‘You get to see a lot of gratefulness’
Future doctor thanks supporters of UNMC’s student-run health clinics
Posted: jue, jun 28, 2018
The stories that stick with him the most, he says, are the ones that he’s seen this past year — like all the times he’s seen fear in his patients’ eyes, and how he’s watched it go away.
It’s been a gift.
Jared Baxter, a second-year medical student at the University of Nebraska Medical Center, works with the award-winning UNMC SHARING clinics, the student-run community clinics that provide the underserved people of Omaha with high-quality, low-cost health care.
The clinics also involve more than 30 UNMC faculty members who volunteer onsite with the students.
This year, Jared is the clinic administrator for the SHARING organization’s RESPECT Clinic, which stands for Responsible Early STD Prevention Education and Community Testing.
“A lot of times, these patients are completely terrified,” he says. “One — that they have to tell someone else that they might have an STD or something along those lines. But two, they’re just scared for their own health. And being able to see them be completely at peace after we show them their negative test — after we are able to do this care confidentially and for free, and that they don’t have to worry about that anymore — that really sticks with you.”
The SHARING organization is unusual among student-run health care center across the country, he says, because it has several specialized clinics beyond its one general clinic. Its main clinic, called the SHARING Clinic, provides general health care. Then there’s the GOODLIFE Clinic for diabetes care, the VISION Clinic, which does eye care for diabetics as well as general vision care, and the RESPECT Clinic, all in Omaha. There’s also a branch in Lincoln with UNMC’s dental school and a primary care clinic in Kearney.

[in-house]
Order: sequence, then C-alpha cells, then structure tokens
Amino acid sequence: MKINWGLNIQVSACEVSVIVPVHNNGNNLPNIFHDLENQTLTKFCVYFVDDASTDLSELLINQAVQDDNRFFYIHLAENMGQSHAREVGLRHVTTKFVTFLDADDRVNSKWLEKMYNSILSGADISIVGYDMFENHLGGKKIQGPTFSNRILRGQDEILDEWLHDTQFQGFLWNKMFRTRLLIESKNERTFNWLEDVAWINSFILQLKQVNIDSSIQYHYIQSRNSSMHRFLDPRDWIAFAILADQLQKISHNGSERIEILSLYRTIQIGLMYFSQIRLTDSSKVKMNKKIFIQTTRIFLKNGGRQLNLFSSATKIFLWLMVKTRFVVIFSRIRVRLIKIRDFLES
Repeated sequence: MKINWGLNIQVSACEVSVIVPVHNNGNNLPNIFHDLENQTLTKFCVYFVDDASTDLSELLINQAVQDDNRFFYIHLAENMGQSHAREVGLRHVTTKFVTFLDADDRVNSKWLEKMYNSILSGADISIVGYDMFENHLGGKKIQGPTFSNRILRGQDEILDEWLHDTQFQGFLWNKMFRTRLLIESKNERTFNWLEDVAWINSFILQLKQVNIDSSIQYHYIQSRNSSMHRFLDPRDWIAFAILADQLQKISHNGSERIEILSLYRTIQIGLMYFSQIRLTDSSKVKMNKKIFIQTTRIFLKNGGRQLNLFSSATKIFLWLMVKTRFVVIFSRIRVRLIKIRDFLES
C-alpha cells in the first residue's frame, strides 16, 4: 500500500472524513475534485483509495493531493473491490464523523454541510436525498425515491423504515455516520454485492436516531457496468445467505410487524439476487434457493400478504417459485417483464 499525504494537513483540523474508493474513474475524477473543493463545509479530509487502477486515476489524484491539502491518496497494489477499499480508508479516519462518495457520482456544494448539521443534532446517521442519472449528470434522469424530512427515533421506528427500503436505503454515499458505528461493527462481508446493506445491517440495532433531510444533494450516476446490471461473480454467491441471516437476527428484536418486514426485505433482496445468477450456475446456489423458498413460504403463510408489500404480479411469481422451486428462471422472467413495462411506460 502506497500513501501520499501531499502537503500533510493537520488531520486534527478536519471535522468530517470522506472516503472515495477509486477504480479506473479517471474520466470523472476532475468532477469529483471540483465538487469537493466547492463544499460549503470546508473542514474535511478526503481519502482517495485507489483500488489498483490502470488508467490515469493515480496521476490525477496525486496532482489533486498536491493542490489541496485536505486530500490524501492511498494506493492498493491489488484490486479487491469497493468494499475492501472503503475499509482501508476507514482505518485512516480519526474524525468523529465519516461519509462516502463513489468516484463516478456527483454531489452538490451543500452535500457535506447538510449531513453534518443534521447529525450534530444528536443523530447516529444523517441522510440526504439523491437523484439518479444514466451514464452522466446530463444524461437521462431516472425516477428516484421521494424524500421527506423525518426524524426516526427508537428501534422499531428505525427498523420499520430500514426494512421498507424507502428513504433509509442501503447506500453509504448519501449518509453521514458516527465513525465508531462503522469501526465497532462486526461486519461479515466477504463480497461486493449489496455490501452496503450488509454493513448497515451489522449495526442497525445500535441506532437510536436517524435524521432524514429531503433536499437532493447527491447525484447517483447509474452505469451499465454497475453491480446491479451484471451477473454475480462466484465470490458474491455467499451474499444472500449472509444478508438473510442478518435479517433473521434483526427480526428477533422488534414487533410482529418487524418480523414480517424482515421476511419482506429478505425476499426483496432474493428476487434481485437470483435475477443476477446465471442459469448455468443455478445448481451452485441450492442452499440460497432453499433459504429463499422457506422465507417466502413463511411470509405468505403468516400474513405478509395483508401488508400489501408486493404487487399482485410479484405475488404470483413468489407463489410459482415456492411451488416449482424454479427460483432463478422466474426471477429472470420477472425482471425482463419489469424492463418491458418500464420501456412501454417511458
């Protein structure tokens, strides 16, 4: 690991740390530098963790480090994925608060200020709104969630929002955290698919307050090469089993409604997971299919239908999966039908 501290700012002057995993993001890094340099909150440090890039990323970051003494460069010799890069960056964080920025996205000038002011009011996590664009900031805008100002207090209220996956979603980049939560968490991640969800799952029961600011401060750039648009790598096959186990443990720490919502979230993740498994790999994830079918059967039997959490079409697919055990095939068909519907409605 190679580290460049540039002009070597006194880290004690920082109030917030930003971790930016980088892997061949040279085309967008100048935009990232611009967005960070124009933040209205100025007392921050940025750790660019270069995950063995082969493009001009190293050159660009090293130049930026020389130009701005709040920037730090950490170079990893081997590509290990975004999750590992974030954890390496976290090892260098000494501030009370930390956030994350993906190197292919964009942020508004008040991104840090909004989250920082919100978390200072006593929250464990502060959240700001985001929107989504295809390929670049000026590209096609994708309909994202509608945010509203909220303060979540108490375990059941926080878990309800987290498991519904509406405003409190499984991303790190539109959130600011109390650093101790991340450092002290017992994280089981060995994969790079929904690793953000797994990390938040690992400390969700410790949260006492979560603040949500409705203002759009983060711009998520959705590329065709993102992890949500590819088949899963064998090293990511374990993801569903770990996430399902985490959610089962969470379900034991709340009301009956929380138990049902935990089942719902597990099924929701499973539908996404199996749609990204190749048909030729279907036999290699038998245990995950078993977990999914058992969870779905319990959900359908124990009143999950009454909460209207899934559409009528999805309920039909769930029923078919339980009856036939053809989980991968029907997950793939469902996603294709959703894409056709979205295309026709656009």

The SHARING clinics provide health care to people who otherwise may not get it, he says, whether that’s due to money or time constraints. The clinics stay open late into the evening, unlike most general clinics.
Many patients come to them with fear in their eyes and then leave with information and instruction — and the feeling that other people care.
“We really deal with populations that are left alone by society,” Jared says. “Being at the SHARING clinics, we definitely see that our patients are able to treat their health problems that would otherwise cause a lot of serious issues. They don’t have access to the health care like we do. And we’re able to see really drastic improvements in the care of, for instance, their diabetes. Or their blood sugars go way down. We can help them lose weight, help them control their blood pressure, get them annual screenings for colonoscopies or mammograms or what have you.
“And you get to see a lot of gratefulness — a lot of them really feel abandoned by society, and just having someone sit down, give them the time of day, to show they care about their concerns, is really big for them, at least as far as I can tell.”